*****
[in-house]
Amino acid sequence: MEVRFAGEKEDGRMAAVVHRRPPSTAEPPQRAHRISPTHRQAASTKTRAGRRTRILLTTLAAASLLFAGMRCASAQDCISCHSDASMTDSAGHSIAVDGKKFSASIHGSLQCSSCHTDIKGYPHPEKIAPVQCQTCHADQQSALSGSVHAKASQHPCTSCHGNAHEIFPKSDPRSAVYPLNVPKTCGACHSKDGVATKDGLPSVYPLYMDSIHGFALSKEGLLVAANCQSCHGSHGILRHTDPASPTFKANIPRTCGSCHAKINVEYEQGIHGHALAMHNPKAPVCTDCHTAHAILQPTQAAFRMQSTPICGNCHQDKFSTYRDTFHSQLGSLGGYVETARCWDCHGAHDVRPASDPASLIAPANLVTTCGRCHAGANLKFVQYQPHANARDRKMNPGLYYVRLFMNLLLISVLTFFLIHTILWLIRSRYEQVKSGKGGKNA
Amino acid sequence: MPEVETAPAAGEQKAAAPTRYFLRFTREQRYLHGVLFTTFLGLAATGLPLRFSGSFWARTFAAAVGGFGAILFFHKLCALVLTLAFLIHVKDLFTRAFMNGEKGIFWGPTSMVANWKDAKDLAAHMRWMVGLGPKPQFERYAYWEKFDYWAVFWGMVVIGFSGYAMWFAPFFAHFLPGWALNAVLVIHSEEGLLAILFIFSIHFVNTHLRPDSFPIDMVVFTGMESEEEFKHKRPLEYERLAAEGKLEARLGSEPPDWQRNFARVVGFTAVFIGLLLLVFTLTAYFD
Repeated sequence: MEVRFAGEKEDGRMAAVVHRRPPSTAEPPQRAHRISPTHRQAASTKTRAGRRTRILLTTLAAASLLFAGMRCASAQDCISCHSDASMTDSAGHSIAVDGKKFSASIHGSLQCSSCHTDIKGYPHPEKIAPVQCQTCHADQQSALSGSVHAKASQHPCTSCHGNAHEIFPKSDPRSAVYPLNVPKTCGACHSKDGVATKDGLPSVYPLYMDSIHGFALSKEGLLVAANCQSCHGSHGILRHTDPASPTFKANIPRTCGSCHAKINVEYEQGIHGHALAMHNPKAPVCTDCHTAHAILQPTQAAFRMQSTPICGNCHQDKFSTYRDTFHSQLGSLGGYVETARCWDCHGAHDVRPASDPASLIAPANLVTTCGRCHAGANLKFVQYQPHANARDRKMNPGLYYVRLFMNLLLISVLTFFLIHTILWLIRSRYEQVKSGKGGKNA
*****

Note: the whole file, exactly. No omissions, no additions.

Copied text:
[in-house]
Amino acid sequence: MEVRFAGEKEDGRMAAVVHRRPPSTAEPPQRAHRISPTHRQAASTKTRAGRRTRILLTTLAAASLLFAGMRCASAQDCISCHSDASMTDSAGHSIAVDGKKFSASIHGSLQCSSCHTDIKGYPHPEKIAPVQCQTCHADQQSALSGSVHAKASQHPCTSCHGNAHEIFPKSDPRSAVYPLNVPKTCGACHSKDGVATKDGLPSVYPLYMDSIHGFALSKEGLLVAANCQSCHGSHGILRHTDPASPTFKANIPRTCGSCHAKINVEYEQGIHGHALAMHNPKAPVCTDCHTAHAILQPTQAAFRMQSTPICGNCHQDKFSTYRDTFHSQLGSLGGYVETARCWDCHGAHDVRPASDPASLIAPANLVTTCGRCHAGANLKFVQYQPHANARDRKMNPGLYYVRLFMNLLLISVLTFFLIHTILWLIRSRYEQVKSGKGGKNA
Amino acid sequence: MPEVETAPAAGEQKAAAPTRYFLRFTREQRYLHGVLFTTFLGLAATGLPLRFSGSFWARTFAAAVGGFGAILFFHKLCALVLTLAFLIHVKDLFTRAFMNGEKGIFWGPTSMVANWKDAKDLAAHMRWMVGLGPKPQFERYAYWEKFDYWAVFWGMVVIGFSGYAMWFAPFFAHFLPGWALNAVLVIHSEEGLLAILFIFSIHFVNTHLRPDSFPIDMVVFTGMESEEEFKHKRPLEYERLAAEGKLEARLGSEPPDWQRNFARVVGFTAVFIGLLLLVFTLTAYFD
Repeated sequence: MEVRFAGEKEDGRMAAVVHRRPPSTAEPPQRAHRISPTHRQAASTKTRAGRRTRILLTTLAAASLLFAGMRCASAQDCISCHSDASMTDSAGHSIAVDGKKFSASIHGSLQCSSCHTDIKGYPHPEKIAPVQCQTCHADQQSALSGSVHAKASQHPCTSCHGNAHEIFPKSDPRSAVYPLNVPKTCGACHSKDGVATKDGLPSVYPLYMDSIHGFALSKEGLLVAANCQSCHGSHGILRHTDPASPTFKANIPRTCGSCHAKINVEYEQGIHGHALAMHNPKAPVCTDCHTAHAILQPTQAAFRMQSTPICGNCHQDKFSTYRDTFHSQLGSLGGYVETARCWDCHGAHDVRPASDPASLIAPANLVTTCGRCHAGANLKFVQYQPHANARDRKMNPGLYYVRLFMNLLLISVLTFFLIHTILWLIRSRYEQVKSGKGGKNA